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Confessions of a Squataholic Part 3


Just as steel is forged in extreme heat, strength and speed are developed in physical as well as psychological stress. Said stress is not merely the emotional pressure but physical caused by unstable settings. Essentially the road to success starts from leaving the ‘comfort zone’ for both physical and psychological reasons.


Part of the physical aspects of departing the ‘comfort zone’ is respecting the importance of imperfection in training and managing tension. Both of these elements play a major role in the ‘iron game’ whether the individual is enduring through sets with peak contraction, yoke carries, running in sand dunes or (abdominal) plank holds. Each involve, to varying degrees, imperfection and sees the trainee managing tension (and optimal posture) during long duration movements.




You’re as strong as your weakest link


You truly are only strong as your weakest link, whether that is physical, emotional or in sport, tactical. Within strength development, this 'weakest link' is quickly seen in the ability to manage posture under duress and the more directly the 'strength curve'. The ‘strength curve’, graphical presented, is best considered as the force produced during the full range of movement (joint angles). Many explanations make the 'strength curve' sound remarkably complex but in-truth it is very easy to understand and simple common sense. Summarily, the 'strength curve' can be considered as such:


• Ascending, as a Squat, where the movement is easier near the end of the action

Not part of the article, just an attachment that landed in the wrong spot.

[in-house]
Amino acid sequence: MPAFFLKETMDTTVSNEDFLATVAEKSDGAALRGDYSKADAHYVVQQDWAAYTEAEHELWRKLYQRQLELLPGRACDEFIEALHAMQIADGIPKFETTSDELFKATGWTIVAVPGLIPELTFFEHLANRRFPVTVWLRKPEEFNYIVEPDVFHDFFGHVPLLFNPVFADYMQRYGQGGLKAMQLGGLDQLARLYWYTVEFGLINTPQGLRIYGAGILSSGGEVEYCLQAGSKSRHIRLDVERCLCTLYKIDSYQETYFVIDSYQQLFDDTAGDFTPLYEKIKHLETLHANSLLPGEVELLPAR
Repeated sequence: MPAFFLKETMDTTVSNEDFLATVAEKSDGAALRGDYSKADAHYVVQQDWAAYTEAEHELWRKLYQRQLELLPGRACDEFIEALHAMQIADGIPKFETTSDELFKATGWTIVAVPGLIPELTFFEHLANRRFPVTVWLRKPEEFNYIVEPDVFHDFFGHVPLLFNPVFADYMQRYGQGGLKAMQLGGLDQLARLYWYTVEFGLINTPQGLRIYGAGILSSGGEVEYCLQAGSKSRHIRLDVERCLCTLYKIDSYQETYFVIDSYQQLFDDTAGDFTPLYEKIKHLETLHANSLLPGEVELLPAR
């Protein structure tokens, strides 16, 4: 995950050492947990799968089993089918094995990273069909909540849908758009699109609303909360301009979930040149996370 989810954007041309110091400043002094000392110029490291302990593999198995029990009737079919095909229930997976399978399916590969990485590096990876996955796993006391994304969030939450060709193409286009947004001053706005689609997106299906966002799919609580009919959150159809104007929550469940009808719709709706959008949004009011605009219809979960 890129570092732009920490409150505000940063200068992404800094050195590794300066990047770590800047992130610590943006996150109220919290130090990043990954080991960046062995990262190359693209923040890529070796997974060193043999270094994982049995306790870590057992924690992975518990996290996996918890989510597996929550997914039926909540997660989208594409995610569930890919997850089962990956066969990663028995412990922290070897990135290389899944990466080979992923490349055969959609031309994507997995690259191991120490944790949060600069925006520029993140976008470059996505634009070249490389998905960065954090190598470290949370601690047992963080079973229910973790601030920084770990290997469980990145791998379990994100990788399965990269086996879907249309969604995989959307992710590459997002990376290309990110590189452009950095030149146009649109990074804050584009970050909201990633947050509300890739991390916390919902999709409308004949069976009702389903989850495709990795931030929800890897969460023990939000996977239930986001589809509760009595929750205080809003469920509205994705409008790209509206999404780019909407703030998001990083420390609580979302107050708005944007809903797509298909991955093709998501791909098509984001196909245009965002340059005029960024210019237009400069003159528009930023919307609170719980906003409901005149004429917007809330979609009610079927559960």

• Descending, as a High Pull, where the movement is more difficult near the end of the action
• Parabolic, as a Biceps curl, where the movement is more difficult near the middle section of the action


Training tools such as weight releases, bands and chains are extremely valuable when addressing the strength curve and work in conjunction with imperfection and managing tension.


To be fast train fast


As an example and with Squats, the base of movement is the most difficult section of the lift where the individual is at a mechanical joint disadvantage. With emphasis upon ‘bar speed’, bands or chains are set-up with minimal load at the (basement) bottom of movement (‘deloading’) As the range of movement expands (individual rising in Squats) increased ‘chain weight’ or ‘band expansion’ occurs, in the case of chains all links are off the ground, thus providing the user greater muscular stimulation and ‘over-loading’ sections of the ‘strength curve’.


Quite naturally there are many approaches to what precise mixture of bar to chain weight and naturally should vary with lifting maturity and personal traits. The ‘best solution’ is safety first and find an area of confidence but typically the total chain weight for intermediate level near the start of their training will see chain 15 to 20 per cent of one rep max. That said I place emphasis upon patience as Squats with chains will tax the core quickly.


• Squats Deadstop (parallel position) 60% + 15% chains*, 6 sets x 4 reps
• Snatch Pulls 60% + 15% chains*, 6 sets x 4 reps
• Bulgarian Squats 75% + 15% chains*, 6 sets x 3 reps

* load is effectively ‘deloaded’ in base position and completely off the ground once fully upright


TEAM USPlabs Chris Duffin


Prepared by John Davies


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